11. susan says:

    OH, coming from northern NH I swear I could move into that house as is! I Love it and you will be so comfortable there. Congratulations.

  12. A wonderful journey that will continue to be a tremendous blessing all around. Congratulations to all of you, I am sure it will be stunning. Will be praying that Randall’s Ordinary will be anything but…

  13. Wayne says:

    Thanks for sharing. I’ll enjoy your products even more knowing that in my small way, I too am a part of your project.

  14. George Duggan says:

    That looks like a wonderful project and you’re clearly going to make the most of it. I’ve done a lot of construction work and I know what it takes to complete a project like that – time, money, vision, and dedication. Judging by your success in building your business, I’m confident you’ll be able to put them all together.

  15. Christine Canion says:

    I know you will turn this into something beautiful! Congratulations and best wishes for the project. We look forward to watching the progress and God willing, visit as guests one day! I can’t afford to go to Italy for a getaway just yet, but I could do Connecticut! 🙂 (One day I will make it to Italy, though!)

  16. Eric C. Randall says:

    Wonderful, wonderful, wonderful! I am a 10th generation descendant of John Randall, Jr. We visited the homestead about 3 years ago and you were kind enough to open up the house and let us visit. Can’t wait to see what you do with it.

  17. Tiffani says:

    I loved reading your story of this property. Have you considered contacting HGTV? They might want to do a show about this restoration. Just a thought. Good luck with your plans. I can’t wait to see the after photos!

  18. Tracy Kustra says:

    What a wonderful opportunity! If you would be open to volunteers, please let us know! I would love to help!

  19. Sheila says:

    Congratulations! What an amazing property!
    I pray all goes well! It’s worth inviting the president of the United States once finish and relatives of the slaves from the past.

  20. Jacqueline Angevin says:

    Hello Carla,
    What an amazing & delightful homestead! I, like you see it all restored for your family to enjoy. The small barn turned out to be a wonderful place to work.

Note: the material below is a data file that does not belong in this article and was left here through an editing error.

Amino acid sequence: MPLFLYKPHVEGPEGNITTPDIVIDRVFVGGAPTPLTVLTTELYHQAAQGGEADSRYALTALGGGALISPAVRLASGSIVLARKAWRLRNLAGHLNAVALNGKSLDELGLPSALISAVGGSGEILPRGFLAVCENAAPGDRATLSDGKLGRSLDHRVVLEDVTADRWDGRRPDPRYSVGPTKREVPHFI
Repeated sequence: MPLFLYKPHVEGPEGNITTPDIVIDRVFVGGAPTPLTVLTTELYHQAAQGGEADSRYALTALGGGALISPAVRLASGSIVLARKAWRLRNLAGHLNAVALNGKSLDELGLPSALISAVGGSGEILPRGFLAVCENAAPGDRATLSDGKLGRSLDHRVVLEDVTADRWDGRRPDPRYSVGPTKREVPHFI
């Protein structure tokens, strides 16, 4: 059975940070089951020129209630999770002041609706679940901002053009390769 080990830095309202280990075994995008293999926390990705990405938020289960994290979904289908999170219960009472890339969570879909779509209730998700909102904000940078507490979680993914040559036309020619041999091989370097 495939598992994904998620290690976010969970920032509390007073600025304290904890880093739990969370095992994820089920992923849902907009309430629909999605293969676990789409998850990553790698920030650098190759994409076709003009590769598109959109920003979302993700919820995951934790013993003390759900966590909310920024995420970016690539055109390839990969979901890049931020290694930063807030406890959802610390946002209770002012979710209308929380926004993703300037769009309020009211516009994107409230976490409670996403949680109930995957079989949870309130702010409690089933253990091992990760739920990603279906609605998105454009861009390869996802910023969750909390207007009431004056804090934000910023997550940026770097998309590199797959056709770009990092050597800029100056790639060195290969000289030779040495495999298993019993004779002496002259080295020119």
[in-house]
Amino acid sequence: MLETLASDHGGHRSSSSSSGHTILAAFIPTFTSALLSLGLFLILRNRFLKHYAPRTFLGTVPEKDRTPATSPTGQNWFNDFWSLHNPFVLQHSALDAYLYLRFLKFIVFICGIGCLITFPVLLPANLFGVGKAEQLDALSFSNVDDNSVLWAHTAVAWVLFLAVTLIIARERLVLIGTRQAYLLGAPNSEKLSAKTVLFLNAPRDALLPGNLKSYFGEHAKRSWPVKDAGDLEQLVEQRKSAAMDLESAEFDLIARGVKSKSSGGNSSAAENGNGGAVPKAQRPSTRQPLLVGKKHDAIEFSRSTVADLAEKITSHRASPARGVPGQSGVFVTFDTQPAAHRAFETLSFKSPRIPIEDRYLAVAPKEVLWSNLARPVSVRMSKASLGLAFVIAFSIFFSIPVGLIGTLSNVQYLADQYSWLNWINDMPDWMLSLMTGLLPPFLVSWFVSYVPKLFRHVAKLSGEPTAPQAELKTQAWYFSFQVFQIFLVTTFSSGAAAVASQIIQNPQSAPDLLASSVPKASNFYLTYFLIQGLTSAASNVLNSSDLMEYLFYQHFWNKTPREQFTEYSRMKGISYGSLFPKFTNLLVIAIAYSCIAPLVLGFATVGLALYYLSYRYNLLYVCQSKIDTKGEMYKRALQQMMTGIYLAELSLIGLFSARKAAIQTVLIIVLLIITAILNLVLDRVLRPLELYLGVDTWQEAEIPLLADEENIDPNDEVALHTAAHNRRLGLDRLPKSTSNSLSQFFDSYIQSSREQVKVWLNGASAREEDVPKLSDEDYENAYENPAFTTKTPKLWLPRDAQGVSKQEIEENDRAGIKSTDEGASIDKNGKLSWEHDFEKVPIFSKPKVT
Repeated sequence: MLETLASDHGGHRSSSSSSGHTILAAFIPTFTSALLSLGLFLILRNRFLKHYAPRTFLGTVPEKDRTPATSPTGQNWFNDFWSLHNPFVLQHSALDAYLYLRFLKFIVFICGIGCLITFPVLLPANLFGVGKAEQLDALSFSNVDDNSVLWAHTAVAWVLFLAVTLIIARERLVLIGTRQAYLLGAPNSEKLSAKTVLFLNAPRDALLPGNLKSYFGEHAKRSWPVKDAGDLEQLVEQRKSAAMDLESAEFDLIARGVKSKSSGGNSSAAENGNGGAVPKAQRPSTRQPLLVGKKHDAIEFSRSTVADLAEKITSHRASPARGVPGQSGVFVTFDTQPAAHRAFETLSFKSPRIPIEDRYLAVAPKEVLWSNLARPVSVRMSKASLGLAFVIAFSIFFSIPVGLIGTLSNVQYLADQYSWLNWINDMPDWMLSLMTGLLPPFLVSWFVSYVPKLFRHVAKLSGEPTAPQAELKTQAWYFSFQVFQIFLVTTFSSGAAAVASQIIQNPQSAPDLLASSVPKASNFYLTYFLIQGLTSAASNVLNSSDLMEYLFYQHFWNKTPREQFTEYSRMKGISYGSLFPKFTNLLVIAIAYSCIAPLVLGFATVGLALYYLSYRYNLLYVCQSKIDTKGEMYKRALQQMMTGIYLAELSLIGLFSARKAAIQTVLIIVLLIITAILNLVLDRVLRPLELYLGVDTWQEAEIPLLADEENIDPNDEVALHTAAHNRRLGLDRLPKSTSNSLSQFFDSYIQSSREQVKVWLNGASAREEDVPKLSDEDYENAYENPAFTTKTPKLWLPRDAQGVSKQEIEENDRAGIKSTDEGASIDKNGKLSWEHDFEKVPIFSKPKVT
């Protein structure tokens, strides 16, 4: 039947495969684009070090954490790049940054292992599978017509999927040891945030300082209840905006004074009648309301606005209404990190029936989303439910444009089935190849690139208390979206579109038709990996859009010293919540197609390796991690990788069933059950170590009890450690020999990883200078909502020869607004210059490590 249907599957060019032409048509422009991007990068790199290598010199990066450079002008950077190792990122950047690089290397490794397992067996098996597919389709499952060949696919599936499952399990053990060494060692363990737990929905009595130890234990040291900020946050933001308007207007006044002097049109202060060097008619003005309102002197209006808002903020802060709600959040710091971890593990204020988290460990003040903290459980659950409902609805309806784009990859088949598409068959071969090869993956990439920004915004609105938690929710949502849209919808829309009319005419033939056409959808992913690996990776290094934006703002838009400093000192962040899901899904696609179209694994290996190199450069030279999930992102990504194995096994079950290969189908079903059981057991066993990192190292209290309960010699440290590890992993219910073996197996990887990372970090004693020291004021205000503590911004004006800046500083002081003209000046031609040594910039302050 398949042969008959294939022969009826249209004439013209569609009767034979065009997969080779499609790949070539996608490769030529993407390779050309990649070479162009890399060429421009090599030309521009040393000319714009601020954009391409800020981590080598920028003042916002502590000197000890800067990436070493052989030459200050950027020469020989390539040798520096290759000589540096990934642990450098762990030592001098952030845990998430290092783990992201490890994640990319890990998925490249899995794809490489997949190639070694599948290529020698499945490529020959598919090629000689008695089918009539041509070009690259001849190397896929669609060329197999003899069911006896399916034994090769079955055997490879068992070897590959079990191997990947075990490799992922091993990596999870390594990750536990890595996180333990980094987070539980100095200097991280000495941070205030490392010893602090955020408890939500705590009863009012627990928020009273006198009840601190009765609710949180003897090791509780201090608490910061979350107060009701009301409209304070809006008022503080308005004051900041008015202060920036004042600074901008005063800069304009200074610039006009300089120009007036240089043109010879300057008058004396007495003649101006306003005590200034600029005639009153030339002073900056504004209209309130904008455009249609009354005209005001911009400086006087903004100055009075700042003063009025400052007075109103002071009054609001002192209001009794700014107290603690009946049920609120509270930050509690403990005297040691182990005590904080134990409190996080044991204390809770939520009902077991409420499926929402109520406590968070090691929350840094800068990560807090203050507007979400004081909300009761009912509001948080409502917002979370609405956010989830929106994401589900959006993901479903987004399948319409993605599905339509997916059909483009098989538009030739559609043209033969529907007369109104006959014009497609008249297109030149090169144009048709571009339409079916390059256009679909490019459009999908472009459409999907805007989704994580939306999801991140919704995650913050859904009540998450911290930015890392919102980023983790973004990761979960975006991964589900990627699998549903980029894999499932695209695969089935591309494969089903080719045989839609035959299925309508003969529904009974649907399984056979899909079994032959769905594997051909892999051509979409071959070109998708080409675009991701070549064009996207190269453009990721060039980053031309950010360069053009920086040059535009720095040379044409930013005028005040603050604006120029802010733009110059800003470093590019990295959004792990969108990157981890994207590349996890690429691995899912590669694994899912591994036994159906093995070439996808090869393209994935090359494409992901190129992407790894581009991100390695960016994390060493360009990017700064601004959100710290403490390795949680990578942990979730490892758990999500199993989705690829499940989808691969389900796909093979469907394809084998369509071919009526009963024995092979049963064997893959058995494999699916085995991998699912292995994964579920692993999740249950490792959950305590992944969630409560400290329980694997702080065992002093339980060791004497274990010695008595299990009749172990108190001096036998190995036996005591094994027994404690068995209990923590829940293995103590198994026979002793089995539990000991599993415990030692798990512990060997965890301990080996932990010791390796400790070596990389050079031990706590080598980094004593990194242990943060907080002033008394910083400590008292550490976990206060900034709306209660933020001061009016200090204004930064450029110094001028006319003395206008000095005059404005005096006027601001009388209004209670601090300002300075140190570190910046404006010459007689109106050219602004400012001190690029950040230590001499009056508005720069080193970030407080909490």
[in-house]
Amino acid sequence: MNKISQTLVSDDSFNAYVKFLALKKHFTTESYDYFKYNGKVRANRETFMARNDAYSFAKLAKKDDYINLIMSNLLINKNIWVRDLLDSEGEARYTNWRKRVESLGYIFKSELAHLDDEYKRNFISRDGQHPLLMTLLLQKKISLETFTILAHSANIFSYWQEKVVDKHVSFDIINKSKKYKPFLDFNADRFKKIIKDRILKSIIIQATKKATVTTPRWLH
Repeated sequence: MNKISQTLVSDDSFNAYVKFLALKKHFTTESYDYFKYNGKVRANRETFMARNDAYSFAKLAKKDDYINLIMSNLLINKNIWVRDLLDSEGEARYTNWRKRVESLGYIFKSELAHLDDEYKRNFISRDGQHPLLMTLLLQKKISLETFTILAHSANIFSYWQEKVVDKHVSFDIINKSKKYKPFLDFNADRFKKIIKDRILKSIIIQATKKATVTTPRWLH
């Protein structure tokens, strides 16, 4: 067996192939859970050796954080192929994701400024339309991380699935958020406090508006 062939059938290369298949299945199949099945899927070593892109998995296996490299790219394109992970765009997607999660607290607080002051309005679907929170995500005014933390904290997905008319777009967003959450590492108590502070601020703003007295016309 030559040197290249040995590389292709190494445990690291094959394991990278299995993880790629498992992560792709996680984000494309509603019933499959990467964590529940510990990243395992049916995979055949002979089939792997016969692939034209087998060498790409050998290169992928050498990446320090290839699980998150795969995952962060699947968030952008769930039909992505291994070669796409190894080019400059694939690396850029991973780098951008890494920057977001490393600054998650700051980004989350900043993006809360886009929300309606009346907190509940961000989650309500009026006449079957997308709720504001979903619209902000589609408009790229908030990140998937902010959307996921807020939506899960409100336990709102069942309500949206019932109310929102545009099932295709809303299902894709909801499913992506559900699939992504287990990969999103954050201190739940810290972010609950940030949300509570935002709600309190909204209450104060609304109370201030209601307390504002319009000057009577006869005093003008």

Thank you so much for sharing your photos so we can follow along vicariously and enjoy it with you.
    The best of luck and good wishes.

  21. Lois says:

    How I would love to visit! I absolutely LOVE your products and everything you stand for. I really enjoy following your journey!

  22. Nick Randall says:

    I can’t tell you how much this means to me. John Randall I is my 8th Great Grandfather. I was able to visit Randall’s Ordinary several years ago when the Indian tribe owned it. I was thrilled then, but hopefully in the near future when you have completed the restoration I can visit again (from Arizona) and be more delighted. I am sending this to as many Randalls as I know. You are amazing people. May God bless you for doing this.

  23. Patrizia says:

    STUNNING…. and EXCITING. What a rich heritage you have become a part of. You are truly blessed, and I know you will use it to bless many. Complimenti…. e AUGURI, Carla!

  24. mary says:

    To give a perspective on just how old this house is, Isaac Newton’s famous book, the Principia, was first published in July 1687, two years after Randall’s Ordinary was built. London was still having plagues and priests were still hiding in priest holes to avoid capture by anti-Catholic factions. (As were Protestants in Catholic-controlled areas.) I wouldn’t be surprised if the Randall house has one, or even a few secret hiding rooms. Maybe, that was the original intent of the cellar where the underground railroad slaves were hidden. According to this website https://www.wikitree.com/wiki/Space:House_of_John_Randall_1666_-_1720 your house has a ghost!

  25. Caroline says:

    We are in the process of restoring an old farmstead, though quite young in comparison, dating to 1912, but we fell in love too and can’t seem to help ourselves with another reclaim project. Our first was a Cape Cod style home built on a shoe string during WWII, when there was a freeze on new buildings, then a 1924 four square. God bless you in your endeavors and give you wisdom. We certainly need both in our project!

  26. Brandi says:

    Carla, you live such an intentional and purposeful life. I’ve always thought you radiated Divine Light more than most, but the fact that you wrote about your recognition and your following the wisdom of your daughter and your number signs from heaven has made feel your spirit even more. Many blessings to you, your family, and your life’s guided adventures.

  27. Craig says:

    I love your vision. I find myself drawn to older properties myself. I am about to start work on an 1850 Colonial. Keep up the great work!